Pharmacies owe US$30m to foreign suppliers 

Source: Pharmacies owe US$30m to foreign suppliers – NewsDay Zimbabwe July 10, 2019


THE Pharmaceutical Wholesalers’ Association (PWA) says international suppliers have put them on advance payment terms because its members owe the external suppliers over US$30 million in legacy debt, spanning over 18 months.

PWA chairperson Kuda Chapfika told NewsDay that the legacy debt was crippling their operations.

“External suppliers are owed over US$30m in legacy debt, spanning over 9-18 months. The future depends on us meeting our payment obligations so that we can get the products into the country and supplies can continue uninterrupted. At least 70% of medicines that are consumed in country are imported,” Chapfika said.

“The support at this point in time needs to come in the form of financing to settle the legacy debt. Once this is done, the supply chain of medicines will become very efficient and the patients will get their cost effective medicines and a healthy nation is very much possible if we can achieve this,” he said.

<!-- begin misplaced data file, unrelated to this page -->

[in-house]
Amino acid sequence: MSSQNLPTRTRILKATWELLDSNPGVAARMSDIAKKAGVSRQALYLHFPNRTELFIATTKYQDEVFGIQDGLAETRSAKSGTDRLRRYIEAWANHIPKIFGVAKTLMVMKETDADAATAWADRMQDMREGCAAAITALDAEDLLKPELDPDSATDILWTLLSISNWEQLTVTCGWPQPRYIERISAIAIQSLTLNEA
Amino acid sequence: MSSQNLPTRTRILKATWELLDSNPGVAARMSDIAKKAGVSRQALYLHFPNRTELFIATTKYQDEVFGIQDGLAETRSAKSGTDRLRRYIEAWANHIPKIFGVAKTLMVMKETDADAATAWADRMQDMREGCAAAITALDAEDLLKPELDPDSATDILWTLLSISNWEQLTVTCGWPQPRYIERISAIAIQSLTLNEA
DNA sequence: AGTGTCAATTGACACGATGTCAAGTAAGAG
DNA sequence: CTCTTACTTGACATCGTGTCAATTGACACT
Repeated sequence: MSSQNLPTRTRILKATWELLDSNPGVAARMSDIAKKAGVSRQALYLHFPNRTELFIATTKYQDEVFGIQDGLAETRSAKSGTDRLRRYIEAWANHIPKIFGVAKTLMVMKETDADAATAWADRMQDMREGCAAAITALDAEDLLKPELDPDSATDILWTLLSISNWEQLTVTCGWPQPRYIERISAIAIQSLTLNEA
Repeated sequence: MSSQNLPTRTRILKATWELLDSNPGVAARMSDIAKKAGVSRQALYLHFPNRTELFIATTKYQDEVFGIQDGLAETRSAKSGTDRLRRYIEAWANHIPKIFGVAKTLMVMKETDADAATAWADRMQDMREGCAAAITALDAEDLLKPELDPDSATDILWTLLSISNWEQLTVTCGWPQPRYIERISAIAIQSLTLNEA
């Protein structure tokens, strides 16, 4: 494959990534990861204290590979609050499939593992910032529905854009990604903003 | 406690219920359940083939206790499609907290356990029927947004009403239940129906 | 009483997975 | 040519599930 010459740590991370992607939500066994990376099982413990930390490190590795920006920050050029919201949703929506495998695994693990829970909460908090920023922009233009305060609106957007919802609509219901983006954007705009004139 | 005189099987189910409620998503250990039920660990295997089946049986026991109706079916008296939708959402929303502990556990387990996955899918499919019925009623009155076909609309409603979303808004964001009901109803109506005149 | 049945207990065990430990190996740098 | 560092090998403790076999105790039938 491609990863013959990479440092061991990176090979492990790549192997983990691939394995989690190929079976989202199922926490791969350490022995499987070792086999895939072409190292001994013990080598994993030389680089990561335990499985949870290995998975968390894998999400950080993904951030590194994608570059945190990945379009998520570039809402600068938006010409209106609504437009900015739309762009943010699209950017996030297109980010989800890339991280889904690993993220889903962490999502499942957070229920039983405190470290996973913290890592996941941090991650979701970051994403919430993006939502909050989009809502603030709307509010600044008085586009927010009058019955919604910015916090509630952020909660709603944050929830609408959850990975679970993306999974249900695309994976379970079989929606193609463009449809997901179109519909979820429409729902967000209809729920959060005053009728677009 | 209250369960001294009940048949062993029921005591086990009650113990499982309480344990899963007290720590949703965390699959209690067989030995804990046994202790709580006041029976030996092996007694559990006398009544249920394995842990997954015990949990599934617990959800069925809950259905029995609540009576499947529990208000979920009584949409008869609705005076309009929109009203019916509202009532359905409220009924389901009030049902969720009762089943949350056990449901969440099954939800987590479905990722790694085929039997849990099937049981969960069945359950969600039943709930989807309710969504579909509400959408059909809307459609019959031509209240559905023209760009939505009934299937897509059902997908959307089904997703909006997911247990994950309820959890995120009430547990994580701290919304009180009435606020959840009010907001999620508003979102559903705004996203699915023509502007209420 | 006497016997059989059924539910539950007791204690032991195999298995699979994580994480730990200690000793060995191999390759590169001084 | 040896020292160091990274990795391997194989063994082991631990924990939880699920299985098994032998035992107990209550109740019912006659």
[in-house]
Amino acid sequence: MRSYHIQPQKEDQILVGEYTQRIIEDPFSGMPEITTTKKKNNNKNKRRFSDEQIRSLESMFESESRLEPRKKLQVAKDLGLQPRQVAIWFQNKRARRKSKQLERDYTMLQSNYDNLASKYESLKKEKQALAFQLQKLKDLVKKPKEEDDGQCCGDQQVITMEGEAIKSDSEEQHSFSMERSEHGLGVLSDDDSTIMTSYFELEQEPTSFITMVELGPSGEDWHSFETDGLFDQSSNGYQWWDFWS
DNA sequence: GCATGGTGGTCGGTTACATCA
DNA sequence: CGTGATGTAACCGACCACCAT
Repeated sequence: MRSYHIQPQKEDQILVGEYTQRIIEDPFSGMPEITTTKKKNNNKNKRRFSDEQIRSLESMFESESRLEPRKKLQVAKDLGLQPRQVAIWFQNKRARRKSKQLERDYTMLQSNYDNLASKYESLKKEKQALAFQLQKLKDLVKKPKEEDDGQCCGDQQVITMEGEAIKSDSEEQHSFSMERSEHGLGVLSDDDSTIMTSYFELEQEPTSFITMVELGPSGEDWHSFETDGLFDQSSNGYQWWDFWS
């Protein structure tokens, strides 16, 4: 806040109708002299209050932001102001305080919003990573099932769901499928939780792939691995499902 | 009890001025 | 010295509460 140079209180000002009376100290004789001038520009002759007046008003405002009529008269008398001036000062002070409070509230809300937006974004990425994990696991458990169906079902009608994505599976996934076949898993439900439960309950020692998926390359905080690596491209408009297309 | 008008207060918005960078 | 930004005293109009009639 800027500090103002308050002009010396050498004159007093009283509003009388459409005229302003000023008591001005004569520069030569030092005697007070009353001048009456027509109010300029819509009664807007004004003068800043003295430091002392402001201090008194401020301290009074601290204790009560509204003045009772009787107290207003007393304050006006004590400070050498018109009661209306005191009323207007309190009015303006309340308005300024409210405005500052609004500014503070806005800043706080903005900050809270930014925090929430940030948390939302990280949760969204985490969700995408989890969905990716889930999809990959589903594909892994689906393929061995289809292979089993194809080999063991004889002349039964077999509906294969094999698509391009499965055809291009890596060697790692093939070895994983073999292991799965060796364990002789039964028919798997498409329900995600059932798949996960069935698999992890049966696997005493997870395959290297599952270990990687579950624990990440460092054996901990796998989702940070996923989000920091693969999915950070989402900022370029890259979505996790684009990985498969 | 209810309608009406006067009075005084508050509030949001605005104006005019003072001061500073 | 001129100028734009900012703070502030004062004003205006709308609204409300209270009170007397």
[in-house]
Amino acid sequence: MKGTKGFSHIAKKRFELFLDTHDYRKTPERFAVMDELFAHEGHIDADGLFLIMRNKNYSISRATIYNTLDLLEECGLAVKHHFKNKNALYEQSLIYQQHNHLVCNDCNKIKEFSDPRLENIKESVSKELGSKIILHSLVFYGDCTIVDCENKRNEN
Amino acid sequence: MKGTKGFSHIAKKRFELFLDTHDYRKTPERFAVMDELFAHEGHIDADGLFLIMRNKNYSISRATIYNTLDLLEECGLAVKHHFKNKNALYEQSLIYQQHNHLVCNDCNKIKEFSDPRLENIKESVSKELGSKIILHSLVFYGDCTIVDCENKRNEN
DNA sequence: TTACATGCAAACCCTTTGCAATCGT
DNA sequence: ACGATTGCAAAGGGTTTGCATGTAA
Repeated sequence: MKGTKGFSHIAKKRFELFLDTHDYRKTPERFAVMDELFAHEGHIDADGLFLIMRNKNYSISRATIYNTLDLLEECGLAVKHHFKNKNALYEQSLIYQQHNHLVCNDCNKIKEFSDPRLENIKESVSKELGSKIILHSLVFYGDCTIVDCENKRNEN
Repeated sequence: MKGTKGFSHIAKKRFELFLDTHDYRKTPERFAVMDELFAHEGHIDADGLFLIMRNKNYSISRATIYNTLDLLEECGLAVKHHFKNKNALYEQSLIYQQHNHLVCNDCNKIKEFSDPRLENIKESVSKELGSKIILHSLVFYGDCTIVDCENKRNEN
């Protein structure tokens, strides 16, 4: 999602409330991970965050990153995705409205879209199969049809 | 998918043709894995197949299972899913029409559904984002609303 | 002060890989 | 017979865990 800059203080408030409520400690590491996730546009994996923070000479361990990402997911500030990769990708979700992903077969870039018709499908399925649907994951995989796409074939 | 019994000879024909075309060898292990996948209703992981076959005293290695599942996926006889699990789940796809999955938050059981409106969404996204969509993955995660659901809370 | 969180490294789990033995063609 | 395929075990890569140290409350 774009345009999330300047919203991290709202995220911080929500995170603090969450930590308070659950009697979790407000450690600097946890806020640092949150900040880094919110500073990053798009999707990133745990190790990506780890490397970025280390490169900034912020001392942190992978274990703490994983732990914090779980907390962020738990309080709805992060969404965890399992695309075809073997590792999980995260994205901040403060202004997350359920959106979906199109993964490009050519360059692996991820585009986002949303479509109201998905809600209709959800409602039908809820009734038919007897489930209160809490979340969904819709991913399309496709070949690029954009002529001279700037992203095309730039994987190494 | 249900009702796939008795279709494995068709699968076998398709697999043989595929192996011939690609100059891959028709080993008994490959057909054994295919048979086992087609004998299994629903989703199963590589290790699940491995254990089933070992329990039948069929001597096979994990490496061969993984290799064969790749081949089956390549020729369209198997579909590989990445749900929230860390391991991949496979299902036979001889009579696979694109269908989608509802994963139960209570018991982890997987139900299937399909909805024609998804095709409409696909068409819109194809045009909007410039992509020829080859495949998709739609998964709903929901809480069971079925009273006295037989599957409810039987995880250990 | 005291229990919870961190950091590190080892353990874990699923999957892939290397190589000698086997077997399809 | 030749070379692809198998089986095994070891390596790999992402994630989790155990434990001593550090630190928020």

He said the major challenges relate to financing.

“We, as local players, owe our foreign suppliers a lot of money from products supplied to us over the past 9-18 months. So the main challenge is that most international suppliers have put us on advance payment terms, which is a difficult situation for us,” Chapfika said.

Chapfika, however, said currently the sector has seen an improvement in pharmaceutical supplies to both the private and public sector.

“This can be attributed to players having to self-sustain and negotiate with suppliers, who are mostly foreign suppliers, to keep supplies coming into the country,” he said.

He said the pharmaceutical sector players had embraced S1 142 of 2019 and were trading in local currency.

The public sector in Zimbabwe is heavily dependent on donated drugs, funded by humanitarian agencies, such as the United Nations Children’s Fund, Global Fund, the United States’ President’s Emergency Plan for Aids Relief and the United Kingdom’s Department for International Development, among others.

More than 90% of drugs in public hospitals are supplied by donors.